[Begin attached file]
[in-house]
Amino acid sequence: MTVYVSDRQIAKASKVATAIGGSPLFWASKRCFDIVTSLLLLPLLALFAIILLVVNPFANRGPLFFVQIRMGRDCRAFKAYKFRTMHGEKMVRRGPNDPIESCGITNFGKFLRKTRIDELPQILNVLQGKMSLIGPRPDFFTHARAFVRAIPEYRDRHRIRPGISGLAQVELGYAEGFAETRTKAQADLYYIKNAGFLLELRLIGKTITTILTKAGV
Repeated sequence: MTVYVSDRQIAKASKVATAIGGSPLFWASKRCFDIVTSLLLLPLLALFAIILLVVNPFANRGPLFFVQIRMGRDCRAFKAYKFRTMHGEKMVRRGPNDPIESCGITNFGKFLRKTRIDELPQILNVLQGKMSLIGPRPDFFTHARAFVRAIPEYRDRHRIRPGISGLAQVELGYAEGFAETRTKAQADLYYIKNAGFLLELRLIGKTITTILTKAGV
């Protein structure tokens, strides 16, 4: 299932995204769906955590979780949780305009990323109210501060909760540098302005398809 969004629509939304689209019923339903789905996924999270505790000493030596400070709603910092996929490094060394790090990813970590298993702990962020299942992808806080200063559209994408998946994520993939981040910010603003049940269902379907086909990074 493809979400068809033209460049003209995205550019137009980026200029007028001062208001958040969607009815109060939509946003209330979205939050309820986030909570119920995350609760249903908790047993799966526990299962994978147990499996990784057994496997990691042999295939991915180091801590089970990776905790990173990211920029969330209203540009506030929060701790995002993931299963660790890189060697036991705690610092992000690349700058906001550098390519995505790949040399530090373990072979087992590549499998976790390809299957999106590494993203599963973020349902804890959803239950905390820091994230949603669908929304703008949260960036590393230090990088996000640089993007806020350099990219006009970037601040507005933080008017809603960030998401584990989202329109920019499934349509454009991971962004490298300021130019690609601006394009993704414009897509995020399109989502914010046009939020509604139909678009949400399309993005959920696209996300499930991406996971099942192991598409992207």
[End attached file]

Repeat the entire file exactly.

[in-house]
Amino acid sequence: MTVYVSDRQIAKASKVATAIGGSPLFWASKRCFDIVTSLLLLPLLALFAIILLVVNPFANRGPLFFVQIRMGRDCRAFKAYKFRTMHGEKMVRRGPNDPIESCGITNFGKFLRKTRIDELPQILNVLQGKMSLIGPRPDFFTHARAFVRAIPEYRDRHRIRPGISGLAQVELGYAEGFAETRTKAQADLYYIKNAGFLLELRLIGKTITTILTKAGV
Repeated sequence: MTVYVSDRQIAKASKVATAIGGSPLFWASKRCFDIVTSLLLLPLLALFAIILLVVNPFANRGPLFFVQIRMGRDCRAFKAYKFRTMHGEKMVRRGPNDPIESCGITNFGKFLRKTRIDELPQILNVLQGKMSLIGPRPDFFTHARAFVRAIPEYRDRHRIRPGISGLAQVELGYAEGFAETRTKAQADLYYIKNAGFLLELRLIGKTITTILTKAGV
């Protein structure tokens, strides 16, 4: 299932995204769906955590979780949780305009990323109210501060909760540098302005398809 969004629509939304689209019923339903789905996924999270505790000493030596400070709603910092996929490094060394790090990813970590298993702990962020299942992808806080200063559209994408998946994520993939981040910010603003049940269902379907086909990074 493809979400068809033209460049003209995205550019137009980026200029007028001062208001958040969607009815109060939509946003209330979205939050309820986030909570119920995350609760249903908790047993799966526990299962994978147990499996990784057994496997990691042999295939991915180091801590089970990776905790990173990211920029969330209203540009506030929060701790995002993931299963660790890189060697036991705690610092992000690349700058906001550098390519995505790949040399530090373990072979087992590549499998976790390809299957999106590494993203599963973020349902804890959803239950905390820091994230949603669908929304703008949260960036590393230090990088996000640089993007806020350099990219006009970037601040507005933080008017809603960030998401584990989202329109920019499934349509454009991971962004490298300021130019690609601006394009993704414009897509995020399109989502914010046009939020509604139909678009949400399309993005959920696209996300499930991406996971099942192991598409992207």